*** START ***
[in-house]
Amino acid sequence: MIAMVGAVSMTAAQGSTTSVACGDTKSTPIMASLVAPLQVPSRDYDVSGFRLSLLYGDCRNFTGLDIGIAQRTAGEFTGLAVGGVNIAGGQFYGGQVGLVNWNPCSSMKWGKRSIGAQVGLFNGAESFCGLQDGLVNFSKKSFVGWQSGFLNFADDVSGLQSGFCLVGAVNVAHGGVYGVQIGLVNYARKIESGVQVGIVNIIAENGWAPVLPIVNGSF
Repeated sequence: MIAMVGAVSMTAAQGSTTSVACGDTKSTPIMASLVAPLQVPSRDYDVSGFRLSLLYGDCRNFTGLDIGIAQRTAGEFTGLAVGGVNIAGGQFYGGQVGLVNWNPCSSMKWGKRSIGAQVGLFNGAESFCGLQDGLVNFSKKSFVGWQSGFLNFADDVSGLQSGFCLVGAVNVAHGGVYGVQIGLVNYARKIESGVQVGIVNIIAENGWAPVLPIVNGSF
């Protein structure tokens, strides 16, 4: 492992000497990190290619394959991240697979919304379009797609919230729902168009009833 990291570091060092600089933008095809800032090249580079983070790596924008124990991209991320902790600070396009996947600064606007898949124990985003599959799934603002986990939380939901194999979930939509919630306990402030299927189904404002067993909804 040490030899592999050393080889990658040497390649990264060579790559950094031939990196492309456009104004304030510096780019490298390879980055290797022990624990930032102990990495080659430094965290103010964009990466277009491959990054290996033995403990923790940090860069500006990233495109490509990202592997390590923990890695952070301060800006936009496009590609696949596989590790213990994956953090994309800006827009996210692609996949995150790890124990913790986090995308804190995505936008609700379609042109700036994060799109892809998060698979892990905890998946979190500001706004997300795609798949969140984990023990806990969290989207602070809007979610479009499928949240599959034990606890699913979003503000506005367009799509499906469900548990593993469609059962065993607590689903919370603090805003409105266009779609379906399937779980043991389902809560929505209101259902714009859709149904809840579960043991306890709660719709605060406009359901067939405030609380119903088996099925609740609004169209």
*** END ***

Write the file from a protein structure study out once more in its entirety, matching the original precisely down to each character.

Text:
[in-house]
Amino acid sequence: MIAMVGAVSMTAAQGSTTSVACGDTKSTPIMASLVAPLQVPSRDYDVSGFRLSLLYGDCRNFTGLDIGIAQRTAGEFTGLAVGGVNIAGGQFYGGQVGLVNWNPCSSMKWGKRSIGAQVGLFNGAESFCGLQDGLVNFSKKSFVGWQSGFLNFADDVSGLQSGFCLVGAVNVAHGGVYGVQIGLVNYARKIESGVQVGIVNIIAENGWAPVLPIVNGSF
Repeated sequence: MIAMVGAVSMTAAQGSTTSVACGDTKSTPIMASLVAPLQVPSRDYDVSGFRLSLLYGDCRNFTGLDIGIAQRTAGEFTGLAVGGVNIAGGQFYGGQVGLVNWNPCSSMKWGKRSIGAQVGLFNGAESFCGLQDGLVNFSKKSFVGWQSGFLNFADDVSGLQSGFCLVGAVNVAHGGVYGVQIGLVNYARKIESGVQVGIVNIIAENGWAPVLPIVNGSF
């Protein structure tokens, strides 16, 4: 492992000497990190290619394959991240697979919304379009797609919230729902168009009833 990291570091060092600089933008095809800032090249580079983070790596924008124990991209991320902790600070396009996947600064606007898949124990985003599959799934603002986990939380939901194999979930939509919630306990402030299927189904404002067993909804 040490030899592999050393080889990658040497390649990264060579790559950094031939990196492309456009104004304030510096780019490298390879980055290797022990624990930032102990990495080659430094965290103010964009990466277009491959990054290996033995403990923790940090860069500006990233495109490509990202592997390590923990890695952070301060800006936009496009590609696949596989590790213990994956953090994309800006827009996210692609996949995150790890124990913790986090995308804190995505936008609700379609042109700036994060799109892809998060698979892990905890998946979190500001706004997300795609798949969140984990023990806990969290989207602070809007979610479009499928949240599959034990606890699913979003503000506005367009799509499906469900548990593993469609059962065993607590689903919370603090805003409105266009779609379906399937779980043991389902809560929505209101259902714009859709149904809840579960043991306890709660719709605060406009359901067939405030609380119903088996099925609740609004169209």